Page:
Visit Tabatha for the poetry roundup this week at Tabatha Yeatts: The Opposite of Indifference.

Thursday, July 17, 2014

Spiritual Journey Thursday - You Don't Have to Try So Hard

     Hello, friends! I 'm so glad you're participating in Spiritual Journey Thursday - either in linking up or reading, commenting, or all three.  I love to hear your thoughts!
You may have seen this video come through on social media this week.  I saw it on Facebook (I think Katherine Sokolowski shared it), and I had an emotional response to it for a lot of different reasons. Ann Voskamp featured it, also, on her Only the Good Stuff: Multivitamins for Your Weekend Saturday post.  If you haven't seen it, it's one of  Colbie Calliet's videos from her new album:
See what I mean?!  It got to me.  I was thinking about how much pressure we are all under, and not just girls/women, but everyone, and how God did not intend for us to put so much focus on the external - whether it be beauty, youth, thinness, wealth, success, power, perfection, performance, etc.  We're exhausting ourselves.  We don't have to try so hard.  That's not to say we shouldn't be passionate, involved, compassionate, etc., but that comes from somewhere else.  That can be spirit-driven.  We need to focus on things that are eternal, not external, and that can be so hard.  So, today, I'm asking that we think about BEAUTY.  What is beautiful to you that would please God?  How can we focus more on those things?  As always, if you are led to think/write about something else, please do! I loved this quote, too, by Anne Lamott and shared by Lester Laminack on Facebook:
Today, I am joining my mom on her 70th birthday (for those of you who read my blog, you saw that she joined us in Las Vegas to celebrate her birthday just a couple weeks ago - today is her actual birthday!) with the Cuties, the name her friends of 40+ years have dubbed themselves, and yes, they are cuties, not just outward, but inward.   Happy birthday, Mom!  I am blessed to have you as a mother and friend.  We'll be  meeting for lunch.  I know I will be surrounded by beauty - her friends are the epitome of faith, fun, life, and joy discussions will be rich in content. Here is a recent photo of them on one of their trips (my mom is second from the right):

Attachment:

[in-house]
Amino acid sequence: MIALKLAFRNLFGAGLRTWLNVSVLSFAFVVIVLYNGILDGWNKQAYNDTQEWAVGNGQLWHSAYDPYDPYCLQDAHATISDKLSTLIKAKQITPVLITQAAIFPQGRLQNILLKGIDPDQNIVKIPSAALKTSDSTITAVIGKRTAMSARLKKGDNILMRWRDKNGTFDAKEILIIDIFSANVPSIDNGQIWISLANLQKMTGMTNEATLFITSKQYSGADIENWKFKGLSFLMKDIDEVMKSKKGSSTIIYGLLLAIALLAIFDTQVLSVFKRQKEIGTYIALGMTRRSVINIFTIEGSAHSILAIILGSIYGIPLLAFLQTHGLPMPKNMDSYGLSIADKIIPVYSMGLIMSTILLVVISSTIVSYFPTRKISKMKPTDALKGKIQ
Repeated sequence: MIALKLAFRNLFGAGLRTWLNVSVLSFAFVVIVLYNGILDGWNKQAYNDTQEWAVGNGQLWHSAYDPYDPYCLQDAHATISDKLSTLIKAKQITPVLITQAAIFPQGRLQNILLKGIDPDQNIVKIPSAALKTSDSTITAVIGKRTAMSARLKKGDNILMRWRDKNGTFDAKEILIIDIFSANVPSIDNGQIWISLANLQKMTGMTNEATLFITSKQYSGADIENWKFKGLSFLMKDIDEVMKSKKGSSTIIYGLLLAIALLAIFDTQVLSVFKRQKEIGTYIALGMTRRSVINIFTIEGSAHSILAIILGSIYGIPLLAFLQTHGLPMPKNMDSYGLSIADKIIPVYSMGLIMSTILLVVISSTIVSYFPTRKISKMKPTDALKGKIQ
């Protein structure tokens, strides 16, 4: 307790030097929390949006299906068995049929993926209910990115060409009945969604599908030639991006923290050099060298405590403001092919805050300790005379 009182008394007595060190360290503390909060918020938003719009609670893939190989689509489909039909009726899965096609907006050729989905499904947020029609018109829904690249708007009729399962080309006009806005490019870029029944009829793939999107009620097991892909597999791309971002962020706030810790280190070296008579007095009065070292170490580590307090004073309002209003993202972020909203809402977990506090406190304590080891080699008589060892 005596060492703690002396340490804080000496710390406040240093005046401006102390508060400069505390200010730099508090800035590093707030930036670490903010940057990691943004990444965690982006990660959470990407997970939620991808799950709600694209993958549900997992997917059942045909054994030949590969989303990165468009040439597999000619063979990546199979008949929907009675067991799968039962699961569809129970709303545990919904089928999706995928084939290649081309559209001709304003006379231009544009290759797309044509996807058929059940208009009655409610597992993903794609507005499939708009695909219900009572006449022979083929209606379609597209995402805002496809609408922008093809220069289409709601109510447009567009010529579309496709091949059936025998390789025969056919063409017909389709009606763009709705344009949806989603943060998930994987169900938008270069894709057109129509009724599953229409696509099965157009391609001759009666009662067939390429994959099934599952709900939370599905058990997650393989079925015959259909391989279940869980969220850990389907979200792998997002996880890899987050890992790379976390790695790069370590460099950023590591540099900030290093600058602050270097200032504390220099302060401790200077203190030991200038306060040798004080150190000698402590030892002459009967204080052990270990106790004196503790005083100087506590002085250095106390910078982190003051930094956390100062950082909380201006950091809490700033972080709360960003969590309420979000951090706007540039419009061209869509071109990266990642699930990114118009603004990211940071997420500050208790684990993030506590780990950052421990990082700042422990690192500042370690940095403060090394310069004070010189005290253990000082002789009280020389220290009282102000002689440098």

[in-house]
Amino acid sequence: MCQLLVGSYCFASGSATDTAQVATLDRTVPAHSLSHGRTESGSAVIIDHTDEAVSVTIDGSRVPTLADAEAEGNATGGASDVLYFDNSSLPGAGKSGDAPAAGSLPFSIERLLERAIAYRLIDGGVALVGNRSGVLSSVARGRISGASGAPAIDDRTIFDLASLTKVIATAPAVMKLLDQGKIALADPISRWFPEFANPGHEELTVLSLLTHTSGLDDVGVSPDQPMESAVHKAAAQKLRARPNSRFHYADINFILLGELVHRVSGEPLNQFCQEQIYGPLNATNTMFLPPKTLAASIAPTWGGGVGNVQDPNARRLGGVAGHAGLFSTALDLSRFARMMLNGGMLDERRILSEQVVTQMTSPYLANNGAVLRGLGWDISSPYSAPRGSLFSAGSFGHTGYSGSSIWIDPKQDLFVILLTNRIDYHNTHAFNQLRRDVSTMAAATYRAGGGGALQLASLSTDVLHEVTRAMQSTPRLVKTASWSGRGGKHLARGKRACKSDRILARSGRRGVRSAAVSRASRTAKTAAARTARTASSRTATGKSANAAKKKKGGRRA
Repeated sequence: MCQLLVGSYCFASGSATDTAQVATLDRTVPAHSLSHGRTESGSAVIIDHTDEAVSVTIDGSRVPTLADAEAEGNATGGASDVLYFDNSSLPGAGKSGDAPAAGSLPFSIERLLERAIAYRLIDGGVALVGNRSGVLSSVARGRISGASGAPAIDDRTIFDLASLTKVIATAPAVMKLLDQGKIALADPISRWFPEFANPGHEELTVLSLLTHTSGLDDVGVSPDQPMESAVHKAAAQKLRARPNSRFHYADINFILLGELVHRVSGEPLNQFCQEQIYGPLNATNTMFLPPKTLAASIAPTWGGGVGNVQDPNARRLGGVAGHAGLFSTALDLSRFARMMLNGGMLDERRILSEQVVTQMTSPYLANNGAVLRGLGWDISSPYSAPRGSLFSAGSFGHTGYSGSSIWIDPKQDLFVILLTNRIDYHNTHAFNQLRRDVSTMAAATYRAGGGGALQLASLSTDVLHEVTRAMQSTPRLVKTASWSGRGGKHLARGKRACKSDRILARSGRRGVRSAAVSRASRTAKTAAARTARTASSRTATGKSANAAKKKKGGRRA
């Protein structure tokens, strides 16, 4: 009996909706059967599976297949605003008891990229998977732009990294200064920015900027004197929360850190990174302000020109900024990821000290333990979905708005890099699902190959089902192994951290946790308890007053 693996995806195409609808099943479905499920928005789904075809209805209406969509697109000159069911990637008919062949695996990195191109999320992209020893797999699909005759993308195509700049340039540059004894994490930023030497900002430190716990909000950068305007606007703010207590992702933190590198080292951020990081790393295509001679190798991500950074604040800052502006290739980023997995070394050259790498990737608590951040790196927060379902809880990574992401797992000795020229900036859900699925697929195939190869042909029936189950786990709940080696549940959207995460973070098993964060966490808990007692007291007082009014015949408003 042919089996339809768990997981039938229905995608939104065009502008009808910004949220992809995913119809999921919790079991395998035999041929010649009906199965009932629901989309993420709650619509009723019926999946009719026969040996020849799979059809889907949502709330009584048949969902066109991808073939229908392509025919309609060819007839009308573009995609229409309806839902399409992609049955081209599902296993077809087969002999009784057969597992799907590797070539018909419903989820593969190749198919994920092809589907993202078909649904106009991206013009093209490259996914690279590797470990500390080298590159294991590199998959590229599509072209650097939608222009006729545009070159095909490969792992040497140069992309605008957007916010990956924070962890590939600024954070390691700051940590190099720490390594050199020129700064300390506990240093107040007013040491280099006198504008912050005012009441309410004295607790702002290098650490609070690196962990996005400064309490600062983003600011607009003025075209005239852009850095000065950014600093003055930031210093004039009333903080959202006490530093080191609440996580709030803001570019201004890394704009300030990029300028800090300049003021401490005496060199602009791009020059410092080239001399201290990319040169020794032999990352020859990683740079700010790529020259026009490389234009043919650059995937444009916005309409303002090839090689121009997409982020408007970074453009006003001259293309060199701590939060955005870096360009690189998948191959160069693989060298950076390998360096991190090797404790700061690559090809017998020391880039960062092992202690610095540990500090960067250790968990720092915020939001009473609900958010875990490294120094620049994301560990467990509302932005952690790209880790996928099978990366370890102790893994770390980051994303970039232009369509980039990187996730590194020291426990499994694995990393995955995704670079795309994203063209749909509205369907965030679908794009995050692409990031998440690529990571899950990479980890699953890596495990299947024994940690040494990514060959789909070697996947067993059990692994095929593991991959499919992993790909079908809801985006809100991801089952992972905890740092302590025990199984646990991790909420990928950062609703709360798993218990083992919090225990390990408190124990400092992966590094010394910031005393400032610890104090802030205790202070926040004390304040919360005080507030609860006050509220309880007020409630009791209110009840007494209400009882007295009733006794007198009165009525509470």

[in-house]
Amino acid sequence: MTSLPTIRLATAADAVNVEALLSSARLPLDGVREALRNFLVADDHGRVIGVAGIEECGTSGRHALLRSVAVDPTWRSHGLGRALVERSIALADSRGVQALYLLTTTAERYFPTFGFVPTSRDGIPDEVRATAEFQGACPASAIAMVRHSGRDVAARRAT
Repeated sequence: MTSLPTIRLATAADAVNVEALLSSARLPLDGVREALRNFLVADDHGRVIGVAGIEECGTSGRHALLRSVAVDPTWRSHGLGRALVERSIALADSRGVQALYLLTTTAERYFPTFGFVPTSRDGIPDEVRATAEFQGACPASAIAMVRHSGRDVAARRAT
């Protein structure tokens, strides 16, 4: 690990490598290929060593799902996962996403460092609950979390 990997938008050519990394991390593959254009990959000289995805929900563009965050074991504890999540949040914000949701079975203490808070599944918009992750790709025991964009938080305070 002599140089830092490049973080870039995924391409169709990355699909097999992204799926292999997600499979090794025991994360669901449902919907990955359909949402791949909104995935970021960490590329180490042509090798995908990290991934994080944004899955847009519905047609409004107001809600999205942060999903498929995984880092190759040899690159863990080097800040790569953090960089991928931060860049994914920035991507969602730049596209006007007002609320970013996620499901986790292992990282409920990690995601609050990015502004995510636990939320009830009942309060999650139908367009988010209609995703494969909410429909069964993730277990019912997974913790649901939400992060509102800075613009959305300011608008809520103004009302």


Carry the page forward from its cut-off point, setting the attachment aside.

One more note - my daughter, Katie, and I will be leaving next week (July 24th) with six other church members for a mission trip to Czech Republic to teach English camp, so I will not be posting a Spiritual Journey Thursday link-up post again until August 7th.  I know I will have lots to write about then!  Please keep us in your prayers.  Until then...

Wednesday, July 16, 2014

Nonfiction Wednesday

I'm excited that Alyson Beecher, at Kid Lit Frenzy, is continuing her Nonfiction Picture Book Challenge for the third year in a row.